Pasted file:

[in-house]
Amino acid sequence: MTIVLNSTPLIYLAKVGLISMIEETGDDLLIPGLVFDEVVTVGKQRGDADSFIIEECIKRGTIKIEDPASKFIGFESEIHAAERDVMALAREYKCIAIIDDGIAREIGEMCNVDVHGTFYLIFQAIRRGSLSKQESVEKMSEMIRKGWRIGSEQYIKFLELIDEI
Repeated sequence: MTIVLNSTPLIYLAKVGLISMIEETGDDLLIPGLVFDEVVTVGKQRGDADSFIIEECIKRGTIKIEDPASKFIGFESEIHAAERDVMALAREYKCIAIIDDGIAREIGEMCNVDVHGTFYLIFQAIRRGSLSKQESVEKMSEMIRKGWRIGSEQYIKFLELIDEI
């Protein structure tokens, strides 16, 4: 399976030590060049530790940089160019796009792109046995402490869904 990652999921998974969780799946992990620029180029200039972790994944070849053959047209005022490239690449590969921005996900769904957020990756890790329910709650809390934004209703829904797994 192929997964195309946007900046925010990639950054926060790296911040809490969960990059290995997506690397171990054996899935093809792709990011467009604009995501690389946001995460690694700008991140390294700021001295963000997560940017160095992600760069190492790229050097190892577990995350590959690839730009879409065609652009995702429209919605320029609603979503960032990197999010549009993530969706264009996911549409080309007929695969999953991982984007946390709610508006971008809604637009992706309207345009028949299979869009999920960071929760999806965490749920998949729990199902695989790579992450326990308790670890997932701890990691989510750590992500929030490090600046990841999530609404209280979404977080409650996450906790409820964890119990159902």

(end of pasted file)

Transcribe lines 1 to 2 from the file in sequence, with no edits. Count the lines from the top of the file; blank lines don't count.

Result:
[in-house]
Amino acid sequence: MTIVLNSTPLIYLAKVGLISMIEETGDDLLIPGLVFDEVVTVGKQRGDADSFIIEECIKRGTIKIEDPASKFIGFESEIHAAERDVMALAREYKCIAIIDDGIAREIGEMCNVDVHGTFYLIFQAIRRGSLSKQESVEKMSEMIRKGWRIGSEQYIKFLELIDEI